Explain TDD (Test Driven Development)?
What is Test Driven Development (TDD) and what are its advantages or disadvantages?
I got introduced to the TDD approach of software development a few years ago. I first did not like the concept of Test Driven Development; because it looked liked much of an overhead. However, after working on a large project here at CrazyEngineers, I've found out that TDD has a ton of advantages over regular development.
The TDD Approach
The TDD approach differs from regular development approach in a fundamental way. In regular development, the software developer typically determines the feature to be implemented based upon the product requirements and heads over to coding it right away.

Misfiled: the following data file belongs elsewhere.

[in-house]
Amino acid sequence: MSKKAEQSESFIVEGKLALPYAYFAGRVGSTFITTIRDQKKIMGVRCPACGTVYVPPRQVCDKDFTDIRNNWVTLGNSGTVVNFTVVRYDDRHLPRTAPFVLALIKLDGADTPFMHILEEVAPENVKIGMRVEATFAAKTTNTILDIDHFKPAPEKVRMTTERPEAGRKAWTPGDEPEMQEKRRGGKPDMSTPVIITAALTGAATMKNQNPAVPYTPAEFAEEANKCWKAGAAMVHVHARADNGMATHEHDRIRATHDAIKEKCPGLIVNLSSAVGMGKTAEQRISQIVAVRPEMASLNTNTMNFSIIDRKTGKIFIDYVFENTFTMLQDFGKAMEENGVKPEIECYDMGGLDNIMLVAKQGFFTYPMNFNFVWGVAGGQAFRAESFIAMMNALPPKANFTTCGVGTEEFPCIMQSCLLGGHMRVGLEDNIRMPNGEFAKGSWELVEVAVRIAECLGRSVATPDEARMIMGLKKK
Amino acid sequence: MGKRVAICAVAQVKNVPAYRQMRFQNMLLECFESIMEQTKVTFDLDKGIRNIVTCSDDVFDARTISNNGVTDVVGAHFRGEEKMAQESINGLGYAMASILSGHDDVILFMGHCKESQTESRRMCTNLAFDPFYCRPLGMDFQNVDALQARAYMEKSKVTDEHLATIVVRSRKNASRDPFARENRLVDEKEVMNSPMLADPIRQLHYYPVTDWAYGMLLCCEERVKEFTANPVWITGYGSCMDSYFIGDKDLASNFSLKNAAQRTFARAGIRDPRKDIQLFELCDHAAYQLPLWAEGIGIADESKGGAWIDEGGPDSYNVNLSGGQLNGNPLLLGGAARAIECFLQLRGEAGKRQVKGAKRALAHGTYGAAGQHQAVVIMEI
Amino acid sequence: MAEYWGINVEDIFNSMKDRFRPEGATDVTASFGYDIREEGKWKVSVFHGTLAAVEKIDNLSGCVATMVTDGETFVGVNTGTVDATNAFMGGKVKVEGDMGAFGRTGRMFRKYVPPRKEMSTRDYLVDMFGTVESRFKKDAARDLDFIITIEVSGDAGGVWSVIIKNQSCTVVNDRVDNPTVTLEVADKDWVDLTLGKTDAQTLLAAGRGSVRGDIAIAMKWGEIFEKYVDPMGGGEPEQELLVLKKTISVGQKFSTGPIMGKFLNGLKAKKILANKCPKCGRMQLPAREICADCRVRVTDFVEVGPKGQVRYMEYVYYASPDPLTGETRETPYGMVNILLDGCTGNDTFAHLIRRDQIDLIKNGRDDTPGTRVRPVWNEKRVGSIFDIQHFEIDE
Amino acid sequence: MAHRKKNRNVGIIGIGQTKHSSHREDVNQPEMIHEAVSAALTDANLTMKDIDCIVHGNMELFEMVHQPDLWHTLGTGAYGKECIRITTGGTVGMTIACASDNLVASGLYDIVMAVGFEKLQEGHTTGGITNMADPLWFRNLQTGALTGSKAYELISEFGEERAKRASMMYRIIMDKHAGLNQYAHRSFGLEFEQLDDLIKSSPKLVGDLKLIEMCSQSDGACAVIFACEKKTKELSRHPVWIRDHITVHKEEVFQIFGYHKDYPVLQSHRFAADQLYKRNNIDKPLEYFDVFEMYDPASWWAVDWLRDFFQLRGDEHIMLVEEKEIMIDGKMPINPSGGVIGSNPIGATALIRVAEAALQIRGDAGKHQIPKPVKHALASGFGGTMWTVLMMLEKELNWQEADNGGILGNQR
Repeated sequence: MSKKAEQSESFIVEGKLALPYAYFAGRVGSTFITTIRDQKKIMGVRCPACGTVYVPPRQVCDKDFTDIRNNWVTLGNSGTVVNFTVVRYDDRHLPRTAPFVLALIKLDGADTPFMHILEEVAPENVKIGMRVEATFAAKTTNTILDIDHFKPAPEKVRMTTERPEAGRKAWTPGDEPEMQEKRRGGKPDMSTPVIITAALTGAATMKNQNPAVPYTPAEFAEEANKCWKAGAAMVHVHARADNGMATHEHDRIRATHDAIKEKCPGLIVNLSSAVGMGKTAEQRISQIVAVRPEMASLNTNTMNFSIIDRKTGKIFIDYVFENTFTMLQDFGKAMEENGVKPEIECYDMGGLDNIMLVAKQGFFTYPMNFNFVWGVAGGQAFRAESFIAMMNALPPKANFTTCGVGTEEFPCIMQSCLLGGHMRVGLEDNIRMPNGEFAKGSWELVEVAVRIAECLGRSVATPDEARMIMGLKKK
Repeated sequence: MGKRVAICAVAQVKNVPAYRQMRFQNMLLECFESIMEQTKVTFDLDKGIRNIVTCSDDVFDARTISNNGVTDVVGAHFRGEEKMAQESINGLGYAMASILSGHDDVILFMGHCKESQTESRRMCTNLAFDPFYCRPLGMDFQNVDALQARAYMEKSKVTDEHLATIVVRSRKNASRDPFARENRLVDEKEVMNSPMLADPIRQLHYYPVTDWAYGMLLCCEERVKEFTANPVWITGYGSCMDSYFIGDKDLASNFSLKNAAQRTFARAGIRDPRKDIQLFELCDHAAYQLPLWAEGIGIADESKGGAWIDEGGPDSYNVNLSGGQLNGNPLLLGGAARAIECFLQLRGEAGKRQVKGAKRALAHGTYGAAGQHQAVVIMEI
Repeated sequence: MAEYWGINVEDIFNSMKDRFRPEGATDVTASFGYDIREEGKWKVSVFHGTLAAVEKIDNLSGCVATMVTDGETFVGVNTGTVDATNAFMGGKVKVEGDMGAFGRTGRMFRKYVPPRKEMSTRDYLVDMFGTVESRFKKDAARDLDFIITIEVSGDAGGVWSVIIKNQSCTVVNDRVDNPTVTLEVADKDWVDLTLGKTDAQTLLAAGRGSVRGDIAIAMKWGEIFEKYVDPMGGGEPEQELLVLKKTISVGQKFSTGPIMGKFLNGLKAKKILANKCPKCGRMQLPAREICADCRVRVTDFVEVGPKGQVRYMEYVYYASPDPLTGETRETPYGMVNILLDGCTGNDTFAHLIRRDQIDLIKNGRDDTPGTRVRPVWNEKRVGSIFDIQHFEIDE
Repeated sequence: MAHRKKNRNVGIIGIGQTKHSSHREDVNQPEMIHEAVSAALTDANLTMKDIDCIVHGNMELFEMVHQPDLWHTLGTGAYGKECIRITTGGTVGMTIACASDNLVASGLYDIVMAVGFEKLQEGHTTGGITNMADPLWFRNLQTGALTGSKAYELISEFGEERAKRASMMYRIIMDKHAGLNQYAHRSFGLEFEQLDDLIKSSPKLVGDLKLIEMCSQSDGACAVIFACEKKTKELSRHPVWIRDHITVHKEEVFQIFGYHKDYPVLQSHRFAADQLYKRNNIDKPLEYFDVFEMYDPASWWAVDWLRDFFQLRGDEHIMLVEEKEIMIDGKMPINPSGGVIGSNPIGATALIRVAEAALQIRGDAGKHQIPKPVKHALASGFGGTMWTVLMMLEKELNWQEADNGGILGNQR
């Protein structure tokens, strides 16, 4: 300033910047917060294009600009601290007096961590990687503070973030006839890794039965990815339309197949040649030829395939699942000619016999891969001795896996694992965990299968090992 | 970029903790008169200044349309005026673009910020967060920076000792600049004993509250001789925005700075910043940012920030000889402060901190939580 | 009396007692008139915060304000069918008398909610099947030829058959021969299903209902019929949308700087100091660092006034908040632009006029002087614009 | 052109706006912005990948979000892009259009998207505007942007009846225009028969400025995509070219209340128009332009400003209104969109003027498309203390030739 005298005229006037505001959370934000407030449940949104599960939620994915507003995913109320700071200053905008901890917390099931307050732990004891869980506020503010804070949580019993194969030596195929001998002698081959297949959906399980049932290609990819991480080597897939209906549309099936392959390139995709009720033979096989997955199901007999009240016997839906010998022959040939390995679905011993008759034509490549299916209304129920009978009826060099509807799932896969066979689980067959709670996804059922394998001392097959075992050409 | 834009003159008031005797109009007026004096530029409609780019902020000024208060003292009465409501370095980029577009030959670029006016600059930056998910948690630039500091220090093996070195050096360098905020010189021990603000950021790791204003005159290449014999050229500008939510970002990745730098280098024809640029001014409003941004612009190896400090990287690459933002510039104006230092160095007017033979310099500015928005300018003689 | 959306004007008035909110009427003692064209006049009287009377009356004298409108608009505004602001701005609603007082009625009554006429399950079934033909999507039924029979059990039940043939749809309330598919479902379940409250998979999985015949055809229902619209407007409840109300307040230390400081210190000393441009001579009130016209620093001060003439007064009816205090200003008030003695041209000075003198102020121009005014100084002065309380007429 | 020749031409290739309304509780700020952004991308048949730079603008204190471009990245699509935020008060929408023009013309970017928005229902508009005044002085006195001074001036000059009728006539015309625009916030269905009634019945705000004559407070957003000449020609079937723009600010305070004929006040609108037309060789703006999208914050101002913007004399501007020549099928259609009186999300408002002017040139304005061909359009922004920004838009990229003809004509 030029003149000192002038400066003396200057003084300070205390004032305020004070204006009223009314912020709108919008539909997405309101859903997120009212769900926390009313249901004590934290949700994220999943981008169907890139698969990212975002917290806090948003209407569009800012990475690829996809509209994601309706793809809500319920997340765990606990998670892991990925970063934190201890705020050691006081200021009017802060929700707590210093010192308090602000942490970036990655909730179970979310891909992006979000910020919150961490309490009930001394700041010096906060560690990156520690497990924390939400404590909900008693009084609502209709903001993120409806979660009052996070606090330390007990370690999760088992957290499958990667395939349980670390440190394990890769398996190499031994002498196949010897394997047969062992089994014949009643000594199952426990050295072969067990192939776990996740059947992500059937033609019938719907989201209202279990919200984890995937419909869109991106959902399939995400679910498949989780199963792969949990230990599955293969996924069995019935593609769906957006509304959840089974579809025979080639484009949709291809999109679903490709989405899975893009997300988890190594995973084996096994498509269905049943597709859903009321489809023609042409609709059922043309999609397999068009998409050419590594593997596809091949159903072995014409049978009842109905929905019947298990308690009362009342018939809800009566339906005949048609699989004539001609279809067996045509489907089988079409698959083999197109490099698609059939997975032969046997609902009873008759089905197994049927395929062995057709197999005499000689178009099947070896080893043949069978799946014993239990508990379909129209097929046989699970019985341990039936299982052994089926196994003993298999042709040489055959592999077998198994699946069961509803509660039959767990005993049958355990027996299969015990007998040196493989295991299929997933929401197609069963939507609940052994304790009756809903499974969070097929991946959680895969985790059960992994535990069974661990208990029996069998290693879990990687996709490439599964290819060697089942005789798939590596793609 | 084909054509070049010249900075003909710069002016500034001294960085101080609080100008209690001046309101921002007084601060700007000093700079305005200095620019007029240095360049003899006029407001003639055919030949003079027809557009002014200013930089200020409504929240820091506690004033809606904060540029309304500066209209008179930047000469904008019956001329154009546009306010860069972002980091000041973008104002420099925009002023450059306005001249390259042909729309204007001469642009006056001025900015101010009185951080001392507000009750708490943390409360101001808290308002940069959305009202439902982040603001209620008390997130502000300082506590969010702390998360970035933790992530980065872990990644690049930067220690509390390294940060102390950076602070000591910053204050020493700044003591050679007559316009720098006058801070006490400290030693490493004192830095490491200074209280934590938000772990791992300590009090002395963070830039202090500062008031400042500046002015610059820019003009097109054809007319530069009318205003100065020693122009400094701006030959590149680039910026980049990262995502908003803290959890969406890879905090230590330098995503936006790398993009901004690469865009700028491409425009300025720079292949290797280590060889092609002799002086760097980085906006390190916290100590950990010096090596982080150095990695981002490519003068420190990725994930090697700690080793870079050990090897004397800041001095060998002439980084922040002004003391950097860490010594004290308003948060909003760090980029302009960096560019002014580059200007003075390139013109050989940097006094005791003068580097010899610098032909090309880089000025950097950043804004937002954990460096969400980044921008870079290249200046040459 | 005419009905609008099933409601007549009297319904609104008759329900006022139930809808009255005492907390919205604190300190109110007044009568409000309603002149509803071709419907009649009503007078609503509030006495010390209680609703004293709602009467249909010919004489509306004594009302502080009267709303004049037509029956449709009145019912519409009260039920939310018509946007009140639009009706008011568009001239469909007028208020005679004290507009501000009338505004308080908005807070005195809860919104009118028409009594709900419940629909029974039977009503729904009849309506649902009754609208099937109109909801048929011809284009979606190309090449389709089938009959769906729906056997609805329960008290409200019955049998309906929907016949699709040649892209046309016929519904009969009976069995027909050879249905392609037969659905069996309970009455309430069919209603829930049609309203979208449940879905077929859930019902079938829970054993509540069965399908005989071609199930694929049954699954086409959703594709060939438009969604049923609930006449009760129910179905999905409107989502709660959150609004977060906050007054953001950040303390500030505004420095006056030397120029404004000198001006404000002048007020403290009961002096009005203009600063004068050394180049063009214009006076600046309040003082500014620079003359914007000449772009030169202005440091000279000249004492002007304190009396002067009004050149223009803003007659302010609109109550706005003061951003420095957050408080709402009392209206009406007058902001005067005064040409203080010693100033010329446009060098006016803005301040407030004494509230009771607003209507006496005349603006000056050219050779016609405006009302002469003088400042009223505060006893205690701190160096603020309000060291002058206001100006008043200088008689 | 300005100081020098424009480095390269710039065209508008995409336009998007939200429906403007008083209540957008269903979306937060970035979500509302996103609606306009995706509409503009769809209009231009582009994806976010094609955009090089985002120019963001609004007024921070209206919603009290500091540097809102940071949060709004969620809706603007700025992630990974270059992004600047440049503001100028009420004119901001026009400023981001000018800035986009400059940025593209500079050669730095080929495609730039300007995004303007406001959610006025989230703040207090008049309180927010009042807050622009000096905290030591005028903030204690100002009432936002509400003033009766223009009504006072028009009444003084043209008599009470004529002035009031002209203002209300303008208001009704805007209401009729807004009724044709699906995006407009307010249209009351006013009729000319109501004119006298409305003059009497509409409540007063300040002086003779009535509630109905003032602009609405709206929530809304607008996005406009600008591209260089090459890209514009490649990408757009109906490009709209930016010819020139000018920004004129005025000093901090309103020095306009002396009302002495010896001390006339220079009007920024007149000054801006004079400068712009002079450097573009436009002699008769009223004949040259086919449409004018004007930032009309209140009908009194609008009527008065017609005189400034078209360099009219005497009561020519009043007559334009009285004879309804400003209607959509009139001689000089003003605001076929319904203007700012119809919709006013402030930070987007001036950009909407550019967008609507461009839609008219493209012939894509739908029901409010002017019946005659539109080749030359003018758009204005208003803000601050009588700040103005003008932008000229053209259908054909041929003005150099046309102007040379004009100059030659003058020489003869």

The testing part is typically done after the feature has been implemented. The result of this approach is that the bugs are often discovered after the feature has been implemented and the developer has to back-trace the code to debug it.
However, in TDD (Test Driven Development), the developer will first write a test case for the feature and build unit tests.
A unit test will simply determine the flow that should take place for the user. The idea is -
- Write the test case and relevant unit tests
- Run the test and let it fail
- The developer runs the failed test over and over to look at the output and fix the reported errors.
That looks like too much work, right?
But think about it in this way - the developer does not have to really care about the flow anymore - and is guided by the tests throughout the feature implementation.
Let me know if you'd like to have a real example of TDD. I'll create one to explain this in detail.
PS: TDD is typically a development approach and not related to 'software testing' directly.